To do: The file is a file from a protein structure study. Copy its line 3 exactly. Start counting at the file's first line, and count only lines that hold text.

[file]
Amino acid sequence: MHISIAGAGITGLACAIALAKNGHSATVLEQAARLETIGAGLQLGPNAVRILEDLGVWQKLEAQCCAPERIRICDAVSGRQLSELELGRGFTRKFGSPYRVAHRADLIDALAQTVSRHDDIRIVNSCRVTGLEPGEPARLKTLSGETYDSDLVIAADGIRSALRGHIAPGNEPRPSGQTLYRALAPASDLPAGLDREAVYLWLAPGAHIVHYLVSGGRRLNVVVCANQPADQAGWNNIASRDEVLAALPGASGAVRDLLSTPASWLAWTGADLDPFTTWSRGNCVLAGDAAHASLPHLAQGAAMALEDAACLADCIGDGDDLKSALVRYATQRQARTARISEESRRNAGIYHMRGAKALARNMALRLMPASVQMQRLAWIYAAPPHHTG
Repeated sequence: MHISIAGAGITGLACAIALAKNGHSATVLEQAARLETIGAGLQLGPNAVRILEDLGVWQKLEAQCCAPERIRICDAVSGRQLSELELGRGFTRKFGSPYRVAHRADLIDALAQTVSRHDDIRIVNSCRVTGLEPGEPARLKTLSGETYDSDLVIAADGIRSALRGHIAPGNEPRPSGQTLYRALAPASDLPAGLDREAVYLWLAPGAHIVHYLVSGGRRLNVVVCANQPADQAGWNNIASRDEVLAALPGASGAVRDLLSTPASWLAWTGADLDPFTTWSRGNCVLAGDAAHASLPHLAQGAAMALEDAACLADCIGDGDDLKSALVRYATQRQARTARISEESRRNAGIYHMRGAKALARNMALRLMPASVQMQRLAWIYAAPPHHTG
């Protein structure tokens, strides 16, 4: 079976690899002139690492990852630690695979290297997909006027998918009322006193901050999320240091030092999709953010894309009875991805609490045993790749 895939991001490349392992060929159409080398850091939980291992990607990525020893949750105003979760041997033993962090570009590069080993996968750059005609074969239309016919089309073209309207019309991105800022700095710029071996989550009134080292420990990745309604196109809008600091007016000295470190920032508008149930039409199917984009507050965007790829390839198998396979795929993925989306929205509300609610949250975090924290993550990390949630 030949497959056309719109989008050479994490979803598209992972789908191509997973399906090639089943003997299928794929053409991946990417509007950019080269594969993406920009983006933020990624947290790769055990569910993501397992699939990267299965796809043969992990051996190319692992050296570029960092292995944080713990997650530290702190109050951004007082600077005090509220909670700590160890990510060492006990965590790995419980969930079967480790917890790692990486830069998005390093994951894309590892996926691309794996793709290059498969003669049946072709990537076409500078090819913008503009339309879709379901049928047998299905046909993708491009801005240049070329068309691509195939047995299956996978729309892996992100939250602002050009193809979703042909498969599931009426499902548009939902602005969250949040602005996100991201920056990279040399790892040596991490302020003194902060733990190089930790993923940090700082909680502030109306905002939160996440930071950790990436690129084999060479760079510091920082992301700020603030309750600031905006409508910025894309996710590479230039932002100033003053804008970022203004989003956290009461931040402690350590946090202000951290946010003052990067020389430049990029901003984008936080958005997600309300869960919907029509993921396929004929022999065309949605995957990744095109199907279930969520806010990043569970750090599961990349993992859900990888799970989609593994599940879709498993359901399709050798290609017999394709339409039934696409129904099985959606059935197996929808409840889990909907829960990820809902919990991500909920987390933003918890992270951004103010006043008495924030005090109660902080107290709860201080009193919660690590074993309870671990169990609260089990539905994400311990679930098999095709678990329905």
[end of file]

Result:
């Protein structure tokens, strides 16, 4: 079976690899002139690492990852630690695979290297997909006027998918009322006193901050999320240091030092999709953010894309009875991805609490045993790749 895939991001490349392992060929159409080398850091939980291992990607990525020893949750105003979760041997033993962090570009590069080993996968750059005609074969239309016919089309073209309207019309991105800022700095710029071996989550009134080292420990990745309604196109809008600091007016000295470190920032508008149930039409199917984009507050965007790829390839198998396979795929993925989306929205509300609610949250975090924290993550990390949630 030949497959056309719109989008050479994490979803598209992972789908191509997973399906090639089943003997299928794929053409991946990417509007950019080269594969993406920009983006933020990624947290790769055990569910993501397992699939990267299965796809043969992990051996190319692992050296570029960092292995944080713990997650530290702190109050951004007082600077005090509220909670700590160890990510060492006990965590790995419980969930079967480790917890790692990486830069998005390093994951894309590892996926691309794996793709290059498969003669049946072709990537076409500078090819913008503009339309879709379901049928047998299905046909993708491009801005240049070329068309691509195939047995299956996978729309892996992100939250602002050009193809979703042909498969599931009426499902548009939902602005969250949040602005996100991201920056990279040399790892040596991490302020003194902060733990190089930790993923940090700082909680502030109306905002939160996440930071950790990436690129084999060479760079510091920082992301700020603030309750600031905006409508910025894309996710590479230039932002100033003053804008970022203004989003956290009461931040402690350590946090202000951290946010003052990067020389430049990029901003984008936080958005997600309300869960919907029509993921396929004929022999065309949605995957990744095109199907279930969520806010990043569970750090599961990349993992859900990888799970989609593994599940879709498993359901399709050798290609017999394709339409039934696409129904099985959606059935197996929808409840889990909907829960990820809902919990991500909920987390933003918890992270951004103010006043008495924030005090109660902080107290709860201080009193919660690590074993309870671990169990609260089990539905994400311990679930098999095709678990329905």